“I think we should consider homeschooling.”
I can’t remember my exact reaction, but I think I laughed. Our oldest son was four years-old. I had never given any thought to any version of education for him other than public school. Private school costs were completely beyond our budget, and both my husband and I had both only attended public school. I was already overwhelmed with motherhood, and the idea of adding something this important was not going to happen. Besides, we were not that kind of family. I wasn’t going to put on a denim jumper and puffy-sleeved blouse without a fight.
I promised my husband I would think about it. As I started reading and doing some research, I found that homeschooling did not have to look the way I assumed. Most of my objections were easily overcome.
We didn’t have a large school room area, but neither did many families. Even some who did, admitted that they did a lot of learning outside or at the kitchen table. We had an extremely limited budget for teaching materials and books. There was an abundance of free resources all over the internet, tons of amazing books at the library, and an amazing used curriculum consignment shop in a woman’s home not far from us. There was also the realization that we could set our own schedule. If I had too much housework to do in the morning, we could do our schoolwork in the afternoon and evening after Dad came home.
And that denim jumper? Not necessary. Homeschooling was full of all kinds of families with different lifestyles and goals.
Now that we have a third grader, a Kindergartener, and one who will start next year, I cannot imagine schooling any other way. We’ve been able to learn so much as a family, been able to customize teaching to fit what they need, and I’ve had the joy and privilege to see each connection made in their growing brains when they figure out something new.
Also, while I don’t even know where to find those denim jumpers, I do now own a pretty great ankle length jean skirt and a laminator. So, to quote my favorite mid 2000s film: “I guess you can say it’s getting pretty serious.”
Since the pandemic, interest and curiosity in homeschooling has exploded. Though, in the world of home education experience, I’m basically a neophyte, I have been able to help more than one friend make the transition to figure out their style of home education, and the steps needed to get started.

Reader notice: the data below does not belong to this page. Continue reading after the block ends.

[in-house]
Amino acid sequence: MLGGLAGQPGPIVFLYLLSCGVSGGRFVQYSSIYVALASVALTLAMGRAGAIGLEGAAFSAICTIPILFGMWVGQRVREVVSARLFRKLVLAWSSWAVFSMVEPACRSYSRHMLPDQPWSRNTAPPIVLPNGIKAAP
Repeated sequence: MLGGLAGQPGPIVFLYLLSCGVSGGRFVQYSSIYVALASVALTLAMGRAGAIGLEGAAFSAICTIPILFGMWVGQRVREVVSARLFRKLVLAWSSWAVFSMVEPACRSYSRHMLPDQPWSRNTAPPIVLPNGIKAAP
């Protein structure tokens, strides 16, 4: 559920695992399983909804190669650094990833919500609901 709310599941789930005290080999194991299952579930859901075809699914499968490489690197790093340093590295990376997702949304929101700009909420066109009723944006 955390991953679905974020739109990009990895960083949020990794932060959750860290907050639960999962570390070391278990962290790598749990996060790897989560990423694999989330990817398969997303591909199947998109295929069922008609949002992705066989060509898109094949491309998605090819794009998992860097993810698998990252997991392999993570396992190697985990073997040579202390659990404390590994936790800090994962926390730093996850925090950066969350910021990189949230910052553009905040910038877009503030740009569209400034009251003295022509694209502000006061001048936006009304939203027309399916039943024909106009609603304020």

If you are one of the many who are considering this, here are some things that I found most helpful:
Become familiar with the laws and requirements for homeschooling in your state or city.
The Homeschool Legal Defense Association has an easy-to-understand web resource for this. In Kentucky, families have a lot of freedom to design a school plan that works best for them. Kentucky Homeschool Laws (hslda.org)
Determine your family educational values and goals.
There are lots of labels for homeschool types that can be overwhelming. Unschooling? Waldorf? Charlotte Mason? And that isn’t even taking into consideration whether to teach yourself or use one of the many options taught by professionals online or from recordings. The easiest way to navigate this is to sit down as a family and talk about why you want to homeschool.
For our family, those reasons were easy. We wanted our children to develop a lifetime love of learning, to appreciate the beauty of God’s Creation, great art, and literature. We wanted our them to have enough free time to explore their interests. With this as a guide, my husband and I began to shape a homeschool curriculum plan somewhere between the philosophies of Classical and Charlotte Mason education.
This guide contains a pretty simple explanation of most mainstream homeschooling styles, along with some recommendations for further research if you find something that may be a good fit for your family: A Quickstart Guide To Homeschool Styles (+ How To Choose).
Just remember, you do not have to completely subscribe to one type of schooling. That’s the great thing about home education. You can piece together what works from several options. You are the parent, teacher, and school administrator.
Choose your curriculum.
There are tons of ways to gather resources for homeschooling. In Louisville, one of my favorites is the Louisville Free Public Library. I’ve been amazed at how many of the new books I saw on blogs or Instagram that I wanted to read with the kids were already at the library. I also cannot say enough good things about the guidance I’ve received from the librarians. During the pandemic closure, I would often submit requests for book bundles with very specific topics. Each time, it was like they had read my mind.
Find some friends.
When summer ends and our traditional schooling friends return to the classroom, it’s important for us to make sure we still have people who can come along with us on adventures. I’ve found social media to be really helpful for building our circle of homeschooling buddies. I recently found a Charlotte Mason group that meets for nature exploration pretty regularly. My kids have made friends, and I’ve enjoyed learning from the more experienced moms. We also have enjoyed an art club that meets every other Friday. A local artist and homeschooling dad hosts a gathering at his home. He has a project prepared, but sometimes the kids enjoy just coloring and playing. My six year-old loves telling people that he takes drawing lessons from “a REAL artist.” Both of these groups came up through my exploration the Kentucky Homeschooling Facebook page.
The homeschooling lifestyle is not one for everyone, but it can work for more families than one would think. If this hot mess of a mother with three wild children can enjoy Shakespeare with a four, six, and, eight year-old, just about anyone can. You just need to figure out whether that means it will work best to read Macbeth, watch it, or act scenes out with Spiderman action figures.